Welcome to Instituto Exclusivo's blog! Our Spanish and English teachers will be regularly posting on everything to do with language learning, teaching and life here in La Paz, Bolivia. Find articles on everything from how to teach classes online to the challenges of life lived 12,000 feet up a mountain. Enjoy!
This week´s entry is guest post written by one of our Spanish students, Ashley. She is here in La Paz to do research for her phd and is keeping an insightful and interesting blog detailing her experience of doing fieldwork abroad while negotiating a new life in a new city .
Check out her blog here: http://llamalass.com/
Language and Identity: Who is that voice?
Language and identity have been at the forefront of my mind not only since I arrived here in Bolivia, but since I started learning another language. I am speaking Spanish when I am at home and a mixture of English and Spanish when I am out. Negotiating my way between the languages and attempting to express myself in a way that feels like me, like who I am at home, is extremely complicated. My engagement with language and identity is very brief here, however it is something I will be exploring in greater detail throughout the course of my research. For now, it is a brief personal reflection.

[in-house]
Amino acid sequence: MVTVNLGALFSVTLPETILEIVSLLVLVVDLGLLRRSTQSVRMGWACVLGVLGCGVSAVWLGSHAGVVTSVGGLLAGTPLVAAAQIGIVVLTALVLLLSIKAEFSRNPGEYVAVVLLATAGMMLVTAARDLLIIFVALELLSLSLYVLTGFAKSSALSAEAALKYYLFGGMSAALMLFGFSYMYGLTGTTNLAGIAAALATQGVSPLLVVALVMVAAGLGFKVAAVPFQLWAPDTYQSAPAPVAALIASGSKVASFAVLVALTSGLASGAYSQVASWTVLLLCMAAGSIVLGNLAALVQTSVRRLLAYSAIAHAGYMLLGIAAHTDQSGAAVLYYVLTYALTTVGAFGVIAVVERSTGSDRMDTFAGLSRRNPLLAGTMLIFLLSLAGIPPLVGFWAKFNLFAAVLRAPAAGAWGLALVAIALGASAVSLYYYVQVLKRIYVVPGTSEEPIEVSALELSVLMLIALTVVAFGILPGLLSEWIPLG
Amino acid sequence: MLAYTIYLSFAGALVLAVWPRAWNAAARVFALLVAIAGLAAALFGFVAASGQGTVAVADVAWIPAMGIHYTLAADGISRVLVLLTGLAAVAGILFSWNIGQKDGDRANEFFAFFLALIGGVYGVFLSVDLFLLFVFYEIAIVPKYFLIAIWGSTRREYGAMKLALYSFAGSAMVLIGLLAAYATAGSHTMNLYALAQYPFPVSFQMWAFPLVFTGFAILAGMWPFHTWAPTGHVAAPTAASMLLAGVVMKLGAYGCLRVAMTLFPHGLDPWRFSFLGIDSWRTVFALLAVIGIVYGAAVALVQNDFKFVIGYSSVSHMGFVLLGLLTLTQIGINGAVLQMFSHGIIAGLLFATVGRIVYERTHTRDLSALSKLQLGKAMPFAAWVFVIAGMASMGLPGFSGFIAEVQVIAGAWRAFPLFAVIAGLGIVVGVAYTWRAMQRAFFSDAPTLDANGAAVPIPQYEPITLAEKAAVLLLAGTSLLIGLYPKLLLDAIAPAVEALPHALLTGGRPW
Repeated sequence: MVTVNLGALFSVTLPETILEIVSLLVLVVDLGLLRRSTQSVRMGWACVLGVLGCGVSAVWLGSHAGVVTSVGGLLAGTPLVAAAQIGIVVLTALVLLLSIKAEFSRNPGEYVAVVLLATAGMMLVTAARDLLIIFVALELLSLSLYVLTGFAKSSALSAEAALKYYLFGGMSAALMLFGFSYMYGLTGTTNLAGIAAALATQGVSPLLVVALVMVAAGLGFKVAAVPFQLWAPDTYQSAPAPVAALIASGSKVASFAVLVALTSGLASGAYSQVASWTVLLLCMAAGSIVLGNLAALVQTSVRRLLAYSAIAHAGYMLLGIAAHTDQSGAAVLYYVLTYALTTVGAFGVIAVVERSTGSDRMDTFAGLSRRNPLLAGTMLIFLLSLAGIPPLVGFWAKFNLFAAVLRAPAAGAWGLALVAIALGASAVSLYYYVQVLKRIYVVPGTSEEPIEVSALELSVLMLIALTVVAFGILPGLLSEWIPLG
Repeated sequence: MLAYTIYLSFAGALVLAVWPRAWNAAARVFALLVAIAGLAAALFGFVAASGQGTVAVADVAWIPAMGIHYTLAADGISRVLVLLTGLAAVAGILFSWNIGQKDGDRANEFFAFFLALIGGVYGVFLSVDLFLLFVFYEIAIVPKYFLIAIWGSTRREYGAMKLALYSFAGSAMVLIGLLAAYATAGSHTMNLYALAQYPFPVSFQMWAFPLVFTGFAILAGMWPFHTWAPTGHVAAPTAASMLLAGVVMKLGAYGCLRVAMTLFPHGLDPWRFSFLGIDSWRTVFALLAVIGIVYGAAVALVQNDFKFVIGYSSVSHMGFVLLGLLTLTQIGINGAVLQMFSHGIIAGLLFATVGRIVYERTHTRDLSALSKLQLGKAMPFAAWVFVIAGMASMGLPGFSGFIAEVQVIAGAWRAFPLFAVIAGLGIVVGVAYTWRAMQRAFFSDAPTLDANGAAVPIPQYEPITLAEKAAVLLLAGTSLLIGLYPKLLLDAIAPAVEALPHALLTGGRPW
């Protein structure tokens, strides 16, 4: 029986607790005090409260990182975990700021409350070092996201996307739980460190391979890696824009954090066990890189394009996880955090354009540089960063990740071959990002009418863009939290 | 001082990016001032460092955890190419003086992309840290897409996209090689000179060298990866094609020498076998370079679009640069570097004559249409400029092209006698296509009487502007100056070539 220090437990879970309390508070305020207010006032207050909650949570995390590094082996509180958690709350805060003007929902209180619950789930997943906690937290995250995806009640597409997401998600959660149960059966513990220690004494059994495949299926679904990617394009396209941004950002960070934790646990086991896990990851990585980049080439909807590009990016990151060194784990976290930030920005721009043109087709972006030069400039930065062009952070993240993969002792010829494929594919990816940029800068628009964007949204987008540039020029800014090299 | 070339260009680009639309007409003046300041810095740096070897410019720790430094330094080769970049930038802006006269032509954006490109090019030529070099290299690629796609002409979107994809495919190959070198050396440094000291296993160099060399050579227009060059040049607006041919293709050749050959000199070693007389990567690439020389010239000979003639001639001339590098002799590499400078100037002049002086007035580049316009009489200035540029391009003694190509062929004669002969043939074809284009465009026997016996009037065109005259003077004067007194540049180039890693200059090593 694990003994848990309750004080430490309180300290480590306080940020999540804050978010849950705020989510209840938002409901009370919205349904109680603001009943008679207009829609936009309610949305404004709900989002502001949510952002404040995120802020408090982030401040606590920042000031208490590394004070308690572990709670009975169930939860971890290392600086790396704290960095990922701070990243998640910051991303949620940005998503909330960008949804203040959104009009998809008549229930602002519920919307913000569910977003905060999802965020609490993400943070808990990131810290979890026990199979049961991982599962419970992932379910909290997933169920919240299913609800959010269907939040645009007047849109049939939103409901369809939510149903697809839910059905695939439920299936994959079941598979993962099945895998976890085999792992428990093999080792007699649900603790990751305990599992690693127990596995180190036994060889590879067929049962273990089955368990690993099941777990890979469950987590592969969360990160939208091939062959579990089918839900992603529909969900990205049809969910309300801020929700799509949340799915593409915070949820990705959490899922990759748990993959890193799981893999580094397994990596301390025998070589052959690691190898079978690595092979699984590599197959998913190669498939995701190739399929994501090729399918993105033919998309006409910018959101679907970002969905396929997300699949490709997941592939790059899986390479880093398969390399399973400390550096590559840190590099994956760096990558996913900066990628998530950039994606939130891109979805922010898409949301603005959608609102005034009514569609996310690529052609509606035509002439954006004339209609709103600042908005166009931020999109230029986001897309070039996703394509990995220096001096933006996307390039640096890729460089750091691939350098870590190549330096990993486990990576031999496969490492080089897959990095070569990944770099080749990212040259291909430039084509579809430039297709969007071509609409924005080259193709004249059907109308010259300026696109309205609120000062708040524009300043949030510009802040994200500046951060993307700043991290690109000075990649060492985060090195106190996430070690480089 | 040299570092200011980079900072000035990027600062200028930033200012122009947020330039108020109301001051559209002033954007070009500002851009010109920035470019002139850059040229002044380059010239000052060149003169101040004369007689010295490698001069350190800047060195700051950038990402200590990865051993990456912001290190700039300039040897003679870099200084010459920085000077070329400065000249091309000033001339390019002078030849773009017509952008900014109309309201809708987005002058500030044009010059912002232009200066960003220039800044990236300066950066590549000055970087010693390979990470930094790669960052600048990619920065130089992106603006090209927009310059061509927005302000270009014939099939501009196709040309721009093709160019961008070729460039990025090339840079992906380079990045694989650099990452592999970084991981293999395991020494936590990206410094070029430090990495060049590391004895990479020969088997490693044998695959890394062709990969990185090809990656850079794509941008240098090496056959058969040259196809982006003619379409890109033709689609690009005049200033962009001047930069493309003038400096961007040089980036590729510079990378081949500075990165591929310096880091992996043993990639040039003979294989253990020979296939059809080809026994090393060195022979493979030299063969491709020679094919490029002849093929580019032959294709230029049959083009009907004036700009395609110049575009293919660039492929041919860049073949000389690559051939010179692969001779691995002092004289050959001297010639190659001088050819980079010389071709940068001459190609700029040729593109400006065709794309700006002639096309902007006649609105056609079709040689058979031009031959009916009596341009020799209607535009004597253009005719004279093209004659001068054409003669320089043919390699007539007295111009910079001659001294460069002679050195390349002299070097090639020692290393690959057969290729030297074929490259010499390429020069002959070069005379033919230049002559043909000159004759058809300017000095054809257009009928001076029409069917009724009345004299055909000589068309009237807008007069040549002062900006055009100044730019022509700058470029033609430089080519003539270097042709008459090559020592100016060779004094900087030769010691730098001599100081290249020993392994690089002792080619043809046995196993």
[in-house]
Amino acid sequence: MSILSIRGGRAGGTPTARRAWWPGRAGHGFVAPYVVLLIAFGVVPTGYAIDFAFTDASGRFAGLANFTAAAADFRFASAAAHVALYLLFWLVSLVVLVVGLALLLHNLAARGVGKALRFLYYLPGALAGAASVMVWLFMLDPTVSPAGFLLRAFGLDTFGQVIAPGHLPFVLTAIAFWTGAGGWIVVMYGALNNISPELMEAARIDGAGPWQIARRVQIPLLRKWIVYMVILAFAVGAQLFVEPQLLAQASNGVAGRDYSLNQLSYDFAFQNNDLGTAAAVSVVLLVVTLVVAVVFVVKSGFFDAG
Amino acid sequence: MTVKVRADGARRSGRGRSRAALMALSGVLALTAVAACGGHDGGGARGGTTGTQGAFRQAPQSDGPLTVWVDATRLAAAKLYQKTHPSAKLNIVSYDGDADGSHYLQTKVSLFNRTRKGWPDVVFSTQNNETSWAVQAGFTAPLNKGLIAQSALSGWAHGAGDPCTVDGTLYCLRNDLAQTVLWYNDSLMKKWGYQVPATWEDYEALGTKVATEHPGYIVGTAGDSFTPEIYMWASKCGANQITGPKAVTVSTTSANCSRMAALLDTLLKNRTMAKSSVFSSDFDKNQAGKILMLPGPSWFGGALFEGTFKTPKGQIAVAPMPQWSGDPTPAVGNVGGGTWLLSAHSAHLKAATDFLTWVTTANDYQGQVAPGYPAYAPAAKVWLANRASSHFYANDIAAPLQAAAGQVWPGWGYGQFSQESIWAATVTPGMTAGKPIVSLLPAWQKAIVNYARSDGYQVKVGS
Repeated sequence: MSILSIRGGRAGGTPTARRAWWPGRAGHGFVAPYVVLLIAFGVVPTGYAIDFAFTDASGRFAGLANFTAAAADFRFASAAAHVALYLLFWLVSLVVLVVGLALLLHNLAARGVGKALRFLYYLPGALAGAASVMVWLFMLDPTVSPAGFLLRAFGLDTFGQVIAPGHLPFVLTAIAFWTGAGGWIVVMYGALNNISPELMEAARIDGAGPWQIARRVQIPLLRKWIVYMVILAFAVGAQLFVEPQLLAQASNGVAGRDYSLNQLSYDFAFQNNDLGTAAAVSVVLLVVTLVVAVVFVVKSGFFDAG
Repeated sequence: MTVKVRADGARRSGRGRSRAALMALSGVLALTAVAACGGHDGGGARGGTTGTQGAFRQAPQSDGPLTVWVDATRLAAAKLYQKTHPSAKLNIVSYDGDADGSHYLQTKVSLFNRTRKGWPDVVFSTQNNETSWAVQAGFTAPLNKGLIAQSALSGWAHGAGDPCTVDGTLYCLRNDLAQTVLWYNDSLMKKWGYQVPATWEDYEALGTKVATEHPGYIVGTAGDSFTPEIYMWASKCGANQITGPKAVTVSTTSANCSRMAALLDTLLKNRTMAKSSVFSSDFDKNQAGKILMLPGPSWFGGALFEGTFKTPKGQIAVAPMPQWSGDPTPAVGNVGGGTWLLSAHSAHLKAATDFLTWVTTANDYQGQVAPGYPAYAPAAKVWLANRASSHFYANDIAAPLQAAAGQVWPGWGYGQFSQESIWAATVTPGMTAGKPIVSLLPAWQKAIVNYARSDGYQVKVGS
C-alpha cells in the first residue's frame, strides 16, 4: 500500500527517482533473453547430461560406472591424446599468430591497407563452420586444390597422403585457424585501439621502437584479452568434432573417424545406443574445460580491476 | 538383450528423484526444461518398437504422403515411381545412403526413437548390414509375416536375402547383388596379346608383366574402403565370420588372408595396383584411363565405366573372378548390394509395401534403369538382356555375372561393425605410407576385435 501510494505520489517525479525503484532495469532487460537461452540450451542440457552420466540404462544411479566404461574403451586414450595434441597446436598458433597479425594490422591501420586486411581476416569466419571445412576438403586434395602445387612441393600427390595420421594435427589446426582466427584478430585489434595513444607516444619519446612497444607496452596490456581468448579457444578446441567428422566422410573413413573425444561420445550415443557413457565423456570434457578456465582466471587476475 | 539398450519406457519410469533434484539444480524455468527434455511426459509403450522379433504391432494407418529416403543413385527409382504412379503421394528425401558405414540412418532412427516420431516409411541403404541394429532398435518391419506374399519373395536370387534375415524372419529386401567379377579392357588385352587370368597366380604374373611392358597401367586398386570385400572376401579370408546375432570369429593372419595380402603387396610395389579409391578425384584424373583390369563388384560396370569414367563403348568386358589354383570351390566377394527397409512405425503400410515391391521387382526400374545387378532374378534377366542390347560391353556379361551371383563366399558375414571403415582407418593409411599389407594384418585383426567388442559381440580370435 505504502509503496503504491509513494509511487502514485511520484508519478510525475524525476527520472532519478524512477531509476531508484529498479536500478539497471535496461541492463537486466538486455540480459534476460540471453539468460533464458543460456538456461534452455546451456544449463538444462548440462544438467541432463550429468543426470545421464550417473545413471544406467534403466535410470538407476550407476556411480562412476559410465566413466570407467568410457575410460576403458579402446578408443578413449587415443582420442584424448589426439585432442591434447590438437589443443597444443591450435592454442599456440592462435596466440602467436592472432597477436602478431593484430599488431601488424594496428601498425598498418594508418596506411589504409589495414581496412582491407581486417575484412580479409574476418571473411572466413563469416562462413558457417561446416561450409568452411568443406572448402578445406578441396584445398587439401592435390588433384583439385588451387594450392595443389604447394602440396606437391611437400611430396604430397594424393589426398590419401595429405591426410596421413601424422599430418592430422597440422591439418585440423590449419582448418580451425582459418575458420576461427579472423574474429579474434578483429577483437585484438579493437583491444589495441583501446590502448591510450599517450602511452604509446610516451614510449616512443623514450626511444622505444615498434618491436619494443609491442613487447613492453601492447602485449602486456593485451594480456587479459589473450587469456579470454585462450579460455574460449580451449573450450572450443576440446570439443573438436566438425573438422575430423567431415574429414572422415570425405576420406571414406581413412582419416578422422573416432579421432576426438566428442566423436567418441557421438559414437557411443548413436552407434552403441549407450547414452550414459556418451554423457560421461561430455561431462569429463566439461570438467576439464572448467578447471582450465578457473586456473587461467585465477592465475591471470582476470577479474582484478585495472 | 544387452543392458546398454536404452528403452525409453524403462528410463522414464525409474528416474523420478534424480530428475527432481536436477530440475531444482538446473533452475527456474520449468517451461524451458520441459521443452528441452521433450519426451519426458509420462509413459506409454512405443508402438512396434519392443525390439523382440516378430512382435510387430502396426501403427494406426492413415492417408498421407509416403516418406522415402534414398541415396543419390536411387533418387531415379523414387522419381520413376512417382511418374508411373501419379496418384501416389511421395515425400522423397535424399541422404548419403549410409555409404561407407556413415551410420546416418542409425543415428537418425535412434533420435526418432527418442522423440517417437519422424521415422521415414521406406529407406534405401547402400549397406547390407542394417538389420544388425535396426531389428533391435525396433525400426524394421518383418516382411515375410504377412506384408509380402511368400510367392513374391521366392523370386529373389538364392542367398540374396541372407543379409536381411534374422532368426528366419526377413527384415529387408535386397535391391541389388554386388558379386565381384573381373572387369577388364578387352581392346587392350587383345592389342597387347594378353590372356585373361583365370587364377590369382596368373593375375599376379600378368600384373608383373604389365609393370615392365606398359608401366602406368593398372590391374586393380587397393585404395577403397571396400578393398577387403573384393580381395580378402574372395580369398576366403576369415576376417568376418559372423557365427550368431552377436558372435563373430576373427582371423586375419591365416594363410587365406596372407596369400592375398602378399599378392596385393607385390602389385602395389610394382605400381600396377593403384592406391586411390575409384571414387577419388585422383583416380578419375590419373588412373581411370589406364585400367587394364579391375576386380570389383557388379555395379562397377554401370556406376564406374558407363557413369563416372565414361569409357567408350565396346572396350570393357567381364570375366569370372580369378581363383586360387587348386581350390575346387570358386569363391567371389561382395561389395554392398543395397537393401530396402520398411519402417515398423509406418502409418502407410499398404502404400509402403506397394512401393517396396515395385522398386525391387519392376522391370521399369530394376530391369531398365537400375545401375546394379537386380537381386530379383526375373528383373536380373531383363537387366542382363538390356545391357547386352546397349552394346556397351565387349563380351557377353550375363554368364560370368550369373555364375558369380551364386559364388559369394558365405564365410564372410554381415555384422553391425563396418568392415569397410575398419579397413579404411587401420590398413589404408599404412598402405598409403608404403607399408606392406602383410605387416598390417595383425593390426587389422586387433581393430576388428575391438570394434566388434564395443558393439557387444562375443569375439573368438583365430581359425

My interest in identity in general has always meant that I frequently take a step back in order to consider my own identity and how it may be changing. I am currently reading Connecting Self to Society by Vanessa May, a book recommended to me by my good friend Jenny. Thanks Jenny! This book explores the idea of belonging, from the different possible definitions that exist and the to how people place themselves in society, with their surroundings, family, friends, strangers. It is an interesting read, for academics and non-academics alike.
Moving away from home and everything that is familiar is difficult for anyone, and it is inevitable that being removed from the familiar and situated in an unfamiliar world can affect your notion of belonging, and of who you are and what you do. Whilst this sounds negative, and in many ways when I feel homesick it certainly is, it also provides the space to re-evaluate yourself, your identity, your likes and dislikes, the things that you are comfortable with and the things you might not be so comfortable with. The first thing I felt uncomfortable with was language, and I soon realized that living in a language which is not my native one, was having an affect on me, my personality, how people relate to me, and in turn, my identity.